World Premier March 21, 2018 Roulette, NYC

A multimedia performance including 1 musician, 1 dancer, 1 single channel video, 1 souvenir shop

This is a project about iconoclasm in the digital age. The title, ‘Iconoclashgiftsfeld’ draws from Bruno Latour’s exhibition essay ‘What is Iconoclash or Is there a world beyond the image wars’. Iconoclash deviates from the traditional definition of Iconoclasm, in which the hand which holds the hammer is not necessarily aware that his/her gesture is constructive or destructive. He labels this Type D iconoclasts, who are innocent vandals such as real estate companies or architects who alter the landscape with the belief that they are ameliorating it. Latour also lists 4 other types of Iconoclasm. Type A is dedicated to the orthodoxy of the term whereby these iconoclasts are against all images as pictorial representation because they prevent spiritual access.(e.g.The protestant reformers of the 16th century and the Taliban) Type B are against static, definite images and destroy or alter current or previous ones to be replaced with new ones.(e.g., the Futurists and appropriation artists )Type C are only in opposition of images of their adversaries and use the image to upset their opposition.(e.g.Daesh or removal of the confederate statues) I analyse how  social relationships mediated by mass media as described by the Situationists has gone rampant after the collapse of communism bringing us to the period of ultra-capitalism.

In media hysteria  people’s relationships and vision of the world have become completely dependent upon mass media losing all critical perspective. Individuals become susceptible to fascism if not participate in it; A situation described by many theorists such as: Baudrillard, McLuhan, Debord and Flusser and contemporaries  Zizek and Chomsky. The work is not so much about the idolization of pictures, but our addiction to the surface and physicality of images. The inundation of non-stop images 24-7 is coupled with the rise of the need to obliterate the image as an exchange of altering the narrative.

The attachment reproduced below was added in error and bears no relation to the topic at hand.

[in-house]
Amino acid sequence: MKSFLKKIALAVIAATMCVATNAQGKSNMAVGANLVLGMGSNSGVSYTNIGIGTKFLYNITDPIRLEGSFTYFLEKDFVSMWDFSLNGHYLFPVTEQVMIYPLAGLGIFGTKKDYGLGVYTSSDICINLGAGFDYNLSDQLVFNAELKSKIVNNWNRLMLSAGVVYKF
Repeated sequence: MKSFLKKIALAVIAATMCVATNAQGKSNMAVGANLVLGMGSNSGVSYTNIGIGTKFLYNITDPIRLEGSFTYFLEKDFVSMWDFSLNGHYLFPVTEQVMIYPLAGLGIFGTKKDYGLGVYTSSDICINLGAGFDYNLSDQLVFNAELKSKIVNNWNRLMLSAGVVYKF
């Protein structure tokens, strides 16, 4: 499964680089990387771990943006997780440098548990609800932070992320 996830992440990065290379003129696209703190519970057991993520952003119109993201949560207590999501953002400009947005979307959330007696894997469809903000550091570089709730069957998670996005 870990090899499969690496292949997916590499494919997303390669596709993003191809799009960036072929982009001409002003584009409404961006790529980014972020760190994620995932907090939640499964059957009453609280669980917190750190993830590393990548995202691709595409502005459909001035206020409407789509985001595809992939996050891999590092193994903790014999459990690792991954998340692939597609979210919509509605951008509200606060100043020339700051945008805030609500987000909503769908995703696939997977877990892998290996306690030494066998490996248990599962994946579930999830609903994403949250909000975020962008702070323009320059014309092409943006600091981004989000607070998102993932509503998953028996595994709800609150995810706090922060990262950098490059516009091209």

The world becomes image-like, a context of scenes and situations. This reversal of the function of images may be called “idolatry,” and we currently see how this comes about: omnipresent technical images have begun magically to restructure “reality” into an image-like scenario. What is involved here is a kind of oblivion. Man forgets that he produces images in order to find his way in the world; he now tries to find his way in images. He no longer deciphers his own images, but lives in their function. Imagination has become hallucination.[1] (Flusser, 1983)

But what happens with our collective memory after the hammer goes down? The object is erased, but our memories are intact. The disappearance of the image actually points even moreso to its previous existence revivifying that murdered picture in the mental world, or not for the iconoclashgiftsfelders. In the age of unreason and ultracapitalism, the solution is an easy fix. The event, of course, ends with the souvenir shop.   Because only through tokens of newer images diffused amongst the populace that former images begin to fade. This is, of course, a parody of a frightful situation of the over-consumer mediatized gaze.

[1] Flusser,Vilm. Towards a Philosophy of Photography.London : Reaktion Books Ltd. 1983.